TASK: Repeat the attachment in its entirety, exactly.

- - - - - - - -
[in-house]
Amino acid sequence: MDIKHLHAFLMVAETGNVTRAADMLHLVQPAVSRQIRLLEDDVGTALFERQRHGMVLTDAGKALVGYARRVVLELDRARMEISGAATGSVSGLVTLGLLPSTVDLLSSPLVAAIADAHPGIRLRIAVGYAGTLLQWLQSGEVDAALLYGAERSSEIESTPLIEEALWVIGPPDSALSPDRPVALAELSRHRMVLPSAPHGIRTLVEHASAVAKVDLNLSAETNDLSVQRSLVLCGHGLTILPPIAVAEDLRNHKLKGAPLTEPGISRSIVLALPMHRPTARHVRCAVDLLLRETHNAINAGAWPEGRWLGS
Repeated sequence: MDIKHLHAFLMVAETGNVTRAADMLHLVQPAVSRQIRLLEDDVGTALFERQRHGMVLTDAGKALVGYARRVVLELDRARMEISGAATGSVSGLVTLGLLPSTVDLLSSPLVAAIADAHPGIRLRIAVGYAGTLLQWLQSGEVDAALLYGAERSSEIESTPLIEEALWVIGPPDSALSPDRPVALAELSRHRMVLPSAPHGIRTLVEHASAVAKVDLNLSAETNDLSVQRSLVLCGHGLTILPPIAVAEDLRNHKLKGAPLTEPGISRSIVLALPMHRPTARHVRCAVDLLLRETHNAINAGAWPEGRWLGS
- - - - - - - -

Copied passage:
[in-house]
Amino acid sequence: MDIKHLHAFLMVAETGNVTRAADMLHLVQPAVSRQIRLLEDDVGTALFERQRHGMVLTDAGKALVGYARRVVLELDRARMEISGAATGSVSGLVTLGLLPSTVDLLSSPLVAAIADAHPGIRLRIAVGYAGTLLQWLQSGEVDAALLYGAERSSEIESTPLIEEALWVIGPPDSALSPDRPVALAELSRHRMVLPSAPHGIRTLVEHASAVAKVDLNLSAETNDLSVQRSLVLCGHGLTILPPIAVAEDLRNHKLKGAPLTEPGISRSIVLALPMHRPTARHVRCAVDLLLRETHNAINAGAWPEGRWLGS
Repeated sequence: MDIKHLHAFLMVAETGNVTRAADMLHLVQPAVSRQIRLLEDDVGTALFERQRHGMVLTDAGKALVGYARRVVLELDRARMEISGAATGSVSGLVTLGLLPSTVDLLSSPLVAAIADAHPGIRLRIAVGYAGTLLQWLQSGEVDAALLYGAERSSEIESTPLIEEALWVIGPPDSALSPDRPVALAELSRHRMVLPSAPHGIRTLVEHASAVAKVDLNLSAETNDLSVQRSLVLCGHGLTILPPIAVAEDLRNHKLKGAPLTEPGISRSIVLALPMHRPTARHVRCAVDLLLRETHNAINAGAWPEGRWLGS